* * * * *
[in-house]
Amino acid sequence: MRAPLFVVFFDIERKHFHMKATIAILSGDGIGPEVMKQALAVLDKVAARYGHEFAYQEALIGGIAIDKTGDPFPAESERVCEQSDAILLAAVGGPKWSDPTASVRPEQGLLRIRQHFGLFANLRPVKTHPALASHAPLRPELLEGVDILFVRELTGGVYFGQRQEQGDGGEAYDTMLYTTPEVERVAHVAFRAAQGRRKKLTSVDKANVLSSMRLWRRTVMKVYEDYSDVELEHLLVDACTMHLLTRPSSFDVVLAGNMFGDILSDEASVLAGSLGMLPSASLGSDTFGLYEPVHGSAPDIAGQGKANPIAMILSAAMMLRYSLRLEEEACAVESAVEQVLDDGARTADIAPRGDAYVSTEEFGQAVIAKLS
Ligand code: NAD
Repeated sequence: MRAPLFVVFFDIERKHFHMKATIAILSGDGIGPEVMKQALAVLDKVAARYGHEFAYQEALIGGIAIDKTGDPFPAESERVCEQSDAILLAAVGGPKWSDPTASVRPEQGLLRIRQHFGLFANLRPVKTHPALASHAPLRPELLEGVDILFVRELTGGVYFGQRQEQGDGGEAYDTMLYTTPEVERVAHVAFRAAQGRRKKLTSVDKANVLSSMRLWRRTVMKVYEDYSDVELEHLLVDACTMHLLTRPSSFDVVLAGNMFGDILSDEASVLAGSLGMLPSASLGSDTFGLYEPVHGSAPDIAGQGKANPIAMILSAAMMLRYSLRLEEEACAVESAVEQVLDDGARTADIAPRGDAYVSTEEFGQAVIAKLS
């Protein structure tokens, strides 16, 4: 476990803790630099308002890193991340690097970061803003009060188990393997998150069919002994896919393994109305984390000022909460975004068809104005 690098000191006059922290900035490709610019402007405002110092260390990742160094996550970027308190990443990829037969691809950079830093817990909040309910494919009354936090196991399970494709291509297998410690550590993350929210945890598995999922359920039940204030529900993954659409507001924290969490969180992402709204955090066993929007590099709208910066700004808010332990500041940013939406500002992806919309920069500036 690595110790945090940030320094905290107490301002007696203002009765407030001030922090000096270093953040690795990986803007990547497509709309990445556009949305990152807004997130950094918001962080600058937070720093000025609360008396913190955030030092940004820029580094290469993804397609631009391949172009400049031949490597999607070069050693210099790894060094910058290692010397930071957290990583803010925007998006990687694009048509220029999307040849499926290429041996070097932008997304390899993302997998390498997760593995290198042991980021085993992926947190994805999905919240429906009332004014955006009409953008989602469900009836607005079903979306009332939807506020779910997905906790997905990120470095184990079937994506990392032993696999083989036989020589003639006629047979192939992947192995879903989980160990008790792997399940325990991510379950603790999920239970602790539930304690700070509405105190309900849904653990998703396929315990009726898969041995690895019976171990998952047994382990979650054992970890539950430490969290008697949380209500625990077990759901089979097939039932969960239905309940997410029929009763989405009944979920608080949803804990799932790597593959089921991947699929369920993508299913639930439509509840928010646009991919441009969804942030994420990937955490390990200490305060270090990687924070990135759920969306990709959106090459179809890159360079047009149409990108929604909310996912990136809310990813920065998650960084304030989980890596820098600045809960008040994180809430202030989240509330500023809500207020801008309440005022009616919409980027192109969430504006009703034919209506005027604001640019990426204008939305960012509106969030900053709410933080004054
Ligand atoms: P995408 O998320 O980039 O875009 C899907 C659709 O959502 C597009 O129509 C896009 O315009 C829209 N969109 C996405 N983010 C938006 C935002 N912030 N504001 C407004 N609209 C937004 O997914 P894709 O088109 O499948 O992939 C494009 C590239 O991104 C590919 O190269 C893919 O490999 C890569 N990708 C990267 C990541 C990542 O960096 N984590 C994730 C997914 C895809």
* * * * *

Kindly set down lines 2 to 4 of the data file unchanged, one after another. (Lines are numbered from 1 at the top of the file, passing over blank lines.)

Amino acid sequence: MRAPLFVVFFDIERKHFHMKATIAILSGDGIGPEVMKQALAVLDKVAARYGHEFAYQEALIGGIAIDKTGDPFPAESERVCEQSDAILLAAVGGPKWSDPTASVRPEQGLLRIRQHFGLFANLRPVKTHPALASHAPLRPELLEGVDILFVRELTGGVYFGQRQEQGDGGEAYDTMLYTTPEVERVAHVAFRAAQGRRKKLTSVDKANVLSSMRLWRRTVMKVYEDYSDVELEHLLVDACTMHLLTRPSSFDVVLAGNMFGDILSDEASVLAGSLGMLPSASLGSDTFGLYEPVHGSAPDIAGQGKANPIAMILSAAMMLRYSLRLEEEACAVESAVEQVLDDGARTADIAPRGDAYVSTEEFGQAVIAKLS
Ligand code: NAD
Repeated sequence: MRAPLFVVFFDIERKHFHMKATIAILSGDGIGPEVMKQALAVLDKVAARYGHEFAYQEALIGGIAIDKTGDPFPAESERVCEQSDAILLAAVGGPKWSDPTASVRPEQGLLRIRQHFGLFANLRPVKTHPALASHAPLRPELLEGVDILFVRELTGGVYFGQRQEQGDGGEAYDTMLYTTPEVERVAHVAFRAAQGRRKKLTSVDKANVLSSMRLWRRTVMKVYEDYSDVELEHLLVDACTMHLLTRPSSFDVVLAGNMFGDILSDEASVLAGSLGMLPSASLGSDTFGLYEPVHGSAPDIAGQGKANPIAMILSAAMMLRYSLRLEEEACAVESAVEQVLDDGARTADIAPRGDAYVSTEEFGQAVIAKLS